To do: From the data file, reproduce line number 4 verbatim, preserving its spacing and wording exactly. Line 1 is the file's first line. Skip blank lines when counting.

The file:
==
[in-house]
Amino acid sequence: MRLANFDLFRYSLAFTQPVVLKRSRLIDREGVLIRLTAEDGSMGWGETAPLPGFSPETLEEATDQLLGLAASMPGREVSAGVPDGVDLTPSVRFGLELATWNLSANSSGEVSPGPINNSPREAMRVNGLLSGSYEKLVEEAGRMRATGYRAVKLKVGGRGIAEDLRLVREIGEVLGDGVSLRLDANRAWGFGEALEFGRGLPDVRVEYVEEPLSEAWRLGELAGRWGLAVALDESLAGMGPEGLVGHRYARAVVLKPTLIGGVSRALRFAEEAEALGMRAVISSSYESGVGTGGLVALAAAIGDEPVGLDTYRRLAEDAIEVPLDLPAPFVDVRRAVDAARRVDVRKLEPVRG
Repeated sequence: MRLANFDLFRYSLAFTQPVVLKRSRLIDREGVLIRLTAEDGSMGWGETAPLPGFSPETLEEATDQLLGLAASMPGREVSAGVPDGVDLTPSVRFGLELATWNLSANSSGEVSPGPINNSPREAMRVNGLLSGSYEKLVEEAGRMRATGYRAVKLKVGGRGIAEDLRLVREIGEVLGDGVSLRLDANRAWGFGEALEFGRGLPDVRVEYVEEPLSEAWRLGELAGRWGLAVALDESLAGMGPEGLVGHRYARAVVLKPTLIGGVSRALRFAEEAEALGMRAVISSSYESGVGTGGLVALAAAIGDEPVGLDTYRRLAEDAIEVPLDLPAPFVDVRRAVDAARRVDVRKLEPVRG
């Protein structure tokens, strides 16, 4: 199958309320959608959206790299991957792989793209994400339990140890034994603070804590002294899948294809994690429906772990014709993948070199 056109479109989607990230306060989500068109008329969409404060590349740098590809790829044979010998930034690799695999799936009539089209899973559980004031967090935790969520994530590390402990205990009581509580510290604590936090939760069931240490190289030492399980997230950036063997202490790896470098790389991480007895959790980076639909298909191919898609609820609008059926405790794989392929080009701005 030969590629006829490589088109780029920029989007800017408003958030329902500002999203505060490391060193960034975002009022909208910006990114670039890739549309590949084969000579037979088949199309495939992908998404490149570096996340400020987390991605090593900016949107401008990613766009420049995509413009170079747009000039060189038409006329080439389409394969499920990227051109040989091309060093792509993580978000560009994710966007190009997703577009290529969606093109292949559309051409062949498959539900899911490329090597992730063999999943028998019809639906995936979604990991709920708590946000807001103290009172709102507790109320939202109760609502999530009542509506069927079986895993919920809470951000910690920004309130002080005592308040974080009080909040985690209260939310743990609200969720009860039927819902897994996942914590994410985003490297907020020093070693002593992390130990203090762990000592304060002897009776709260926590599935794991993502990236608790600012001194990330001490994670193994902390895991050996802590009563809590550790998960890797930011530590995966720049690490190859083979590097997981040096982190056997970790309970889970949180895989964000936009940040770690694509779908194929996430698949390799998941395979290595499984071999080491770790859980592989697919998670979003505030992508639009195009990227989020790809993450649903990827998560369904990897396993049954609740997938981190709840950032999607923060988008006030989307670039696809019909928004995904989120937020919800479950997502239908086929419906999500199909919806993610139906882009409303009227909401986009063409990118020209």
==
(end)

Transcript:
């Protein structure tokens, strides 16, 4: 199958309320959608959206790299991957792989793209994400339990140890034994603070804590002294899948294809994690429906772990014709993948070199 056109479109989607990230306060989500068109008329969409404060590349740098590809790829044979010998930034690799695999799936009539089209899973559980004031967090935790969520994530590390402990205990009581509580510290604590936090939760069931240490190289030492399980997230950036063997202490790896470098790389991480007895959790980076639909298909191919898609609820609008059926405790794989392929080009701005 030969590629006829490589088109780029920029989007800017408003958030329902500002999203505060490391060193960034975002009022909208910006990114670039890739549309590949084969000579037979088949199309495939992908998404490149570096996340400020987390991605090593900016949107401008990613766009420049995509413009170079747009000039060189038409006329080439389409394969499920990227051109040989091309060093792509993580978000560009994710966007190009997703577009290529969606093109292949559309051409062949498959539900899911490329090597992730063999999943028998019809639906995936979604990991709920708590946000807001103290009172709102507790109320939202109760609502999530009542509506069927079986895993919920809470951000910690920004309130002080005592308040974080009080909040985690209260939310743990609200969720009860039927819902897994996942914590994410985003490297907020020093070693002593992390130990203090762990000592304060002897009776709260926590599935794991993502990236608790600012001194990330001490994670193994902390895991050996802590009563809590550790998960890797930011530590995966720049690490190859083979590097997981040096982190056997970790309970889970949180895989964000936009940040770690694509779908194929996430698949390799998941395979290595499984071999080491770790859980592989697919998670979003505030992508639009195009990227989020790809993450649903990827998560369904990897396993049954609740997938981190709840950032999607923060988008006030989307670039696809019909928004995904989120937020919800479950997502239908086929419906999500199909919806993610139906882009409303009227909401986009063409990118020209």